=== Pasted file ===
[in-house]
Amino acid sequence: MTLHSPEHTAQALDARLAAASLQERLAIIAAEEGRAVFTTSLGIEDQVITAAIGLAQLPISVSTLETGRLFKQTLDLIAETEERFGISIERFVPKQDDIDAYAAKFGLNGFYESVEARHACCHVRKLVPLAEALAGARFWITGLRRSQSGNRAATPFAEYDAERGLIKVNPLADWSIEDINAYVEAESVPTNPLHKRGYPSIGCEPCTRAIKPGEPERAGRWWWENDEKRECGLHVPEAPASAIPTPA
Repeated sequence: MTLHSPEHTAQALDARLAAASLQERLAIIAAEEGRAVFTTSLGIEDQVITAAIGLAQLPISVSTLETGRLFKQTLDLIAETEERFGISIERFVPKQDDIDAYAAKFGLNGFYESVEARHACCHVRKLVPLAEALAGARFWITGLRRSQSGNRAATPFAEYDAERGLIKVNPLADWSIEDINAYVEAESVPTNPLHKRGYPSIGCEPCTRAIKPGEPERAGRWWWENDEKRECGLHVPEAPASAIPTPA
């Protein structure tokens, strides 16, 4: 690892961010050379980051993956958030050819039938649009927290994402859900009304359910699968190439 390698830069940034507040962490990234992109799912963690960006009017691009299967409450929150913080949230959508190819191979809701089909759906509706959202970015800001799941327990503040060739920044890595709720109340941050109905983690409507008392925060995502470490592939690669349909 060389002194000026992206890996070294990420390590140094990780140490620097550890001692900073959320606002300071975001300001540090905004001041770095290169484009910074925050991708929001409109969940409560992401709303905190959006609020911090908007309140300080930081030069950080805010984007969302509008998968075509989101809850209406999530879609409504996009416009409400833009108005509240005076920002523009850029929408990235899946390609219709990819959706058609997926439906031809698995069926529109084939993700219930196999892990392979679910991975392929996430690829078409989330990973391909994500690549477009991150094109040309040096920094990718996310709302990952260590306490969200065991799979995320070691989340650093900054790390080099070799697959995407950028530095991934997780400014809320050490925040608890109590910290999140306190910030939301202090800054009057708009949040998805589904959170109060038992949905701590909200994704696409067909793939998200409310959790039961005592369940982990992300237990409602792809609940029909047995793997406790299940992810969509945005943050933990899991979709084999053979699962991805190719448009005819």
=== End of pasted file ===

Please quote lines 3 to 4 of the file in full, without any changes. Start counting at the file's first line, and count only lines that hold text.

Repeated sequence: MTLHSPEHTAQALDARLAAASLQERLAIIAAEEGRAVFTTSLGIEDQVITAAIGLAQLPISVSTLETGRLFKQTLDLIAETEERFGISIERFVPKQDDIDAYAAKFGLNGFYESVEARHACCHVRKLVPLAEALAGARFWITGLRRSQSGNRAATPFAEYDAERGLIKVNPLADWSIEDINAYVEAESVPTNPLHKRGYPSIGCEPCTRAIKPGEPERAGRWWWENDEKRECGLHVPEAPASAIPTPA
């Protein structure tokens, strides 16, 4: 690892961010050379980051993956958030050819039938649009927290994402859900009304359910699968190439 390698830069940034507040962490990234992109799912963690960006009017691009299967409450929150913080949230959508190819191979809701089909759906509706959202970015800001799941327990503040060739920044890595709720109340941050109905983690409507008392925060995502470490592939690669349909 060389002194000026992206890996070294990420390590140094990780140490620097550890001692900073959320606002300071975001300001540090905004001041770095290169484009910074925050991708929001409109969940409560992401709303905190959006609020911090908007309140300080930081030069950080805010984007969302509008998968075509989101809850209406999530879609409504996009416009409400833009108005509240005076920002523009850029929408990235899946390609219709990819959706058609997926439906031809698995069926529109084939993700219930196999892990392979679910991975392929996430690829078409989330990973391909994500690549477009991150094109040309040096920094990718996310709302990952260590306490969200065991799979995320070691989340650093900054790390080099070799697959995407950028530095991934997780400014809320050490925040608890109590910290999140306190910030939301202090800054009057708009949040998805589904959170109060038992949905701590909200994704696409067909793939998200409310959790039961005592369940982990992300237990409602792809609940029909047995793997406790299940992810969509945005943050933990899991979709084999053979699962991805190719448009005819």